• Amazon customer      December 6, 2017

Delightfully depressed

A few select songs incapacitate with their haunting beauty, stranding me in a netherworld of delightful depression, frozen in a timeless dimension of emotion. Lola, by the Kinks, has always been one of these songs for me. These compositions evoke a purity of joyful pain that overwhelms, losing me in a cathartic confusion of authenticity that I’ve only recently recognized as the sharing of unconditional love between unfamiliar souls.

This experience is not today’s fairy tale notion of romantic love that we’ve come to believe reflects truth. It is far more potent a sensation, bringing one to their knees in the moment’s ecstasy, without regard for sex or society’s veiled ingratitude for the gift of life. I find myself encountering this phenomenon more frequently, the greater my Parkinson’s induced incapacity.

Usually precipitated with a shared look into the eyes of a stranger in passing, it infuses me with an immediate need to cry, deeply, not in sorrowful wails of expectation, but in a tsunami of clarity beyond human convention, unknowable energy coursing through me with all the beauty that life brings. With the immutable transience of grace, welcomed in the glory of all that is, we share through infinity’s moment a glimpse of the ultimate wisdom of the eternal.

Preparing to land

Trying not to squirm in the 737’s exit row, I struggle to avoid bringing attention to my condition and risk losing the relative comfort of extra legroom. As I stare at the boarding passengers, no earth-shattering revelations pay visitation. Carefully reviewing the emergency exit card, I weigh the value of being a former airline pilot with emergency exit training with that of the average fully physically capable passenger.

If I am fortunate enough to travel solo again, the overarching lesson is that I grow progressively weaker each day away from home. Sleep is as elusive as the disease is fair, unrecognizable in form or effect. Each successive day brings a progressively worsening brain fog, less ability to speak cogently for much of the day, and less independence. I thought Parkinson’s would behave similarly to home if given sufficient attention. I was wrong.

The effectiveness of my deep brain stimulation (dbs) system is waning. I’ve assumed that as dbs loses effectiveness, previously dbs-masked symptoms will present unusually quickly. My assumption could be faulty. It is a question for my neurologist next appointment, but it is growing apparent that the current rapid rate of disease progression could also continue.

I know where the finish line of this race lies; the desired speed and direction to traverse the course are still mysterious, however, wreaking emotional wreckage with haphazard intent. Gently, with heart’s still longing to bracket likely corners of retribution, my future becomes apparent with a sense of serendipity ordinarily reserved for dreams and flow-states of unusual grace. And then, in an enduring spectacle of confusion, it joins with the grand mystery, penetrating form with the ease of the ethereal.

Home is gradually coming into view.

Just like a big boy

Sleeping well, at least for my rapidly evolving standards, provides practical as well as emotional support, allowing me to walk without incident from the airport hotel to the check in counters. I wait in line, renewed confidence gradually calming my rapidly beating heart: I’ve done this hundreds of times, I remind myself; it sure as hell doesn’t feel like it.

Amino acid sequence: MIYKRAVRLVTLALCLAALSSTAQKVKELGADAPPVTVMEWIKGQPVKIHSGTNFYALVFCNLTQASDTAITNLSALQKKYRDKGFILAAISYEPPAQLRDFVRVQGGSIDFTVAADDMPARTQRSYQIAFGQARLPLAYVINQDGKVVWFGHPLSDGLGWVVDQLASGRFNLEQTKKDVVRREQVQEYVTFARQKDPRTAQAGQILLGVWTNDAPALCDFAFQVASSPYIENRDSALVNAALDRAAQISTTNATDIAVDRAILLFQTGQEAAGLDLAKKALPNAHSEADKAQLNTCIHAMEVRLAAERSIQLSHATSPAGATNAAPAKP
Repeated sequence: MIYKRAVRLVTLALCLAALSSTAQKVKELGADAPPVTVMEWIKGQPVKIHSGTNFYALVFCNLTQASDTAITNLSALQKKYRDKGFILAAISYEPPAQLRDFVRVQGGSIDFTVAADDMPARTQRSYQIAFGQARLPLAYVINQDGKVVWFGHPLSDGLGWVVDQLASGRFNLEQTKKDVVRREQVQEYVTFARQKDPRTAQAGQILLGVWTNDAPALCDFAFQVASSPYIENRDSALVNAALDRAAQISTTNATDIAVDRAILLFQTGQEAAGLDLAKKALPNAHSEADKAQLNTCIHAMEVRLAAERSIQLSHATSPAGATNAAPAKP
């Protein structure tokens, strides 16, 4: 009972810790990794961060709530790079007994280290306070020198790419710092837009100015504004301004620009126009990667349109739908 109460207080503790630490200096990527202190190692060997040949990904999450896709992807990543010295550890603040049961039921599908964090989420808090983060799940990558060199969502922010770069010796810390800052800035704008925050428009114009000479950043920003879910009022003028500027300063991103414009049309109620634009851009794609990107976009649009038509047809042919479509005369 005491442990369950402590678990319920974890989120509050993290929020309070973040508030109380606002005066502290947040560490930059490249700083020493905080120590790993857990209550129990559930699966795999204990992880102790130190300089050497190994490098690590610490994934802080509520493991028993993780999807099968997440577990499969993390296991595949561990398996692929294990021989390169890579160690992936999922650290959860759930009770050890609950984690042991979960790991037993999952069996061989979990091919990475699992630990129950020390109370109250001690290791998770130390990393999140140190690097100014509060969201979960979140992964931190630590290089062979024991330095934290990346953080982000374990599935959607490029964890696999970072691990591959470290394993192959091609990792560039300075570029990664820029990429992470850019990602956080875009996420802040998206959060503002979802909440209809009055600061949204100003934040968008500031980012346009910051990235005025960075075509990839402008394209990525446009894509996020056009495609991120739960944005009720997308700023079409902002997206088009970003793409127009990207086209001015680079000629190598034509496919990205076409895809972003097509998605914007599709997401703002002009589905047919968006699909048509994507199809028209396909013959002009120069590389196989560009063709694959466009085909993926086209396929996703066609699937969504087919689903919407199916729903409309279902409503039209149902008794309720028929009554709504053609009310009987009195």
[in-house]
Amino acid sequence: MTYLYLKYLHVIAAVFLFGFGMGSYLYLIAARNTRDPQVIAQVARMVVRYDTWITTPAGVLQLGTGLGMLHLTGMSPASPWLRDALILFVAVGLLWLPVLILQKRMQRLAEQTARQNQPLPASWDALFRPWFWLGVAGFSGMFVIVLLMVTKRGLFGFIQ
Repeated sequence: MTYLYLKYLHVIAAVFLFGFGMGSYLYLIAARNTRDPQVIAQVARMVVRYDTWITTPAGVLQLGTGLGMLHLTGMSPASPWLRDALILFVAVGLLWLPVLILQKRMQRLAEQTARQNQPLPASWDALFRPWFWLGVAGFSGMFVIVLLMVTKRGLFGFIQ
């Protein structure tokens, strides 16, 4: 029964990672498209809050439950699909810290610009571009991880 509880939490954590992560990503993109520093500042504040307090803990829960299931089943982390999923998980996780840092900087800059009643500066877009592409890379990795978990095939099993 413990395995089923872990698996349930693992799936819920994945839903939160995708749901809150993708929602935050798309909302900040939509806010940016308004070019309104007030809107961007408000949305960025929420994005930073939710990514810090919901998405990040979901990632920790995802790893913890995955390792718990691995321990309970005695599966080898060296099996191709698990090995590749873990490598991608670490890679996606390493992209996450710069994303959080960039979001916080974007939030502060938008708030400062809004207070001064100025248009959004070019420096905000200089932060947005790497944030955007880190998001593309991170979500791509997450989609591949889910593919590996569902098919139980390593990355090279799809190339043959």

With my main bag checked, I prepare mentally to transit security. I glance at my boarding pass for the departure gate, and my pulse races in a burst of adrenaline: it is in the unfamiliar south concourse.

Fortunately, security is empty, one of few benefits of a 7:05 am Sunday departure. Deciphering airport signage goes smoothly, still, the slightest movement takes tremendous effort and everything I do is so damn slow. I get to the south concourse train with lots of time to spare, but I’m unable to calm my mind, eyes furiously darting from face to face in hope of recognition, until—much to my surprise—they lock onto one.

I’ve made this mistake before in my desperation to see a friendly face, with imagination and hallucination interchanging in rapid succession. Is that Brad?

At the other end of a cluster of people waiting to board the train is a pair of uniformed pilots. The captain looks like an old friend from navy days, not seen since 2017 when he and his wife attended a local presentation I was giving on The Lost Intruder. He catches my eye and starts walking over.

It is Brad. Instantly relieved, my heart swells with gratitude, and, suddenly, I’m overwhelmed with a fervent sense of well-being and a deep abiding love for nothing; for everything. My eyes moisten, and voice chokes as I struggle to speak, and I’m suddenly grateful to be alive.

“Hi Brad,” I sputter, an impossibly broad smile gracing my face. Despite incorrigible hardship of inevitable magnitude, I am joyful to be in life. Brad and his first officer, each pulling a wheeled, black suitcase, amble with casual ease to where I stand. We start to talk.

“Traveling alone, Pete?” Brad asks, oblivious to the pertinence of the question.

“Yes,” I answer in a slight slur. “Just like a big boy.”

Overcome with a feeling of well-being, I stand and smile.

It is all okay; it really is.